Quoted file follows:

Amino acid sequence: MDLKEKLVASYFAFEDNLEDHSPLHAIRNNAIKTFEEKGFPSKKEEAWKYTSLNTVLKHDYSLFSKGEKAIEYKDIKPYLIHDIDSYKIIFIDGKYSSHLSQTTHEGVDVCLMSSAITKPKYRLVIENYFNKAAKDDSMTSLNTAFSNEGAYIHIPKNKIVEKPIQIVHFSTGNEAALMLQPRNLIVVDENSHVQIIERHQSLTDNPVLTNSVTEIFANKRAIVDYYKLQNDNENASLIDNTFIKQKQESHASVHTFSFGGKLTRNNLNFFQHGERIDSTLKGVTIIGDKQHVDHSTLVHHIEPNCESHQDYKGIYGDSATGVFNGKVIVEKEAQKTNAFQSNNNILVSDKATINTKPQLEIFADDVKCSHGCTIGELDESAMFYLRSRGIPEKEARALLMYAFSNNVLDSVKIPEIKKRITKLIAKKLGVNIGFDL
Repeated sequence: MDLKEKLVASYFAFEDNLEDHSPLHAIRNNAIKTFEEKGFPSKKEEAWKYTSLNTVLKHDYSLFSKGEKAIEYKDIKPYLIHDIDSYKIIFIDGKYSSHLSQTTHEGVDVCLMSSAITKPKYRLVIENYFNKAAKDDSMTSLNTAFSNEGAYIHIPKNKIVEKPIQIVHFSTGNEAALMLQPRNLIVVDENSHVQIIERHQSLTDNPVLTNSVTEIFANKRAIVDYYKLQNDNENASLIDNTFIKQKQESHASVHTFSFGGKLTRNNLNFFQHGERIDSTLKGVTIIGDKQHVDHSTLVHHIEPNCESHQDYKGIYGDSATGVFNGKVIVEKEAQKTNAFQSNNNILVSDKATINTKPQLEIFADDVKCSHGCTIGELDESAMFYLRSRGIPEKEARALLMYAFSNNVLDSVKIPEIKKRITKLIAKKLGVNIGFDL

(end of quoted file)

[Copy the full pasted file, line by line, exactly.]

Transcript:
Amino acid sequence: MDLKEKLVASYFAFEDNLEDHSPLHAIRNNAIKTFEEKGFPSKKEEAWKYTSLNTVLKHDYSLFSKGEKAIEYKDIKPYLIHDIDSYKIIFIDGKYSSHLSQTTHEGVDVCLMSSAITKPKYRLVIENYFNKAAKDDSMTSLNTAFSNEGAYIHIPKNKIVEKPIQIVHFSTGNEAALMLQPRNLIVVDENSHVQIIERHQSLTDNPVLTNSVTEIFANKRAIVDYYKLQNDNENASLIDNTFIKQKQESHASVHTFSFGGKLTRNNLNFFQHGERIDSTLKGVTIIGDKQHVDHSTLVHHIEPNCESHQDYKGIYGDSATGVFNGKVIVEKEAQKTNAFQSNNNILVSDKATINTKPQLEIFADDVKCSHGCTIGELDESAMFYLRSRGIPEKEARALLMYAFSNNVLDSVKIPEIKKRITKLIAKKLGVNIGFDL
Repeated sequence: MDLKEKLVASYFAFEDNLEDHSPLHAIRNNAIKTFEEKGFPSKKEEAWKYTSLNTVLKHDYSLFSKGEKAIEYKDIKPYLIHDIDSYKIIFIDGKYSSHLSQTTHEGVDVCLMSSAITKPKYRLVIENYFNKAAKDDSMTSLNTAFSNEGAYIHIPKNKIVEKPIQIVHFSTGNEAALMLQPRNLIVVDENSHVQIIERHQSLTDNPVLTNSVTEIFANKRAIVDYYKLQNDNENASLIDNTFIKQKQESHASVHTFSFGGKLTRNNLNFFQHGERIDSTLKGVTIIGDKQHVDHSTLVHHIEPNCESHQDYKGIYGDSATGVFNGKVIVEKEAQKTNAFQSNNNILVSDKATINTKPQLEIFADDVKCSHGCTIGELDESAMFYLRSRGIPEKEARALLMYAFSNNVLDSVKIPEIKKRITKLIAKKLGVNIGFDL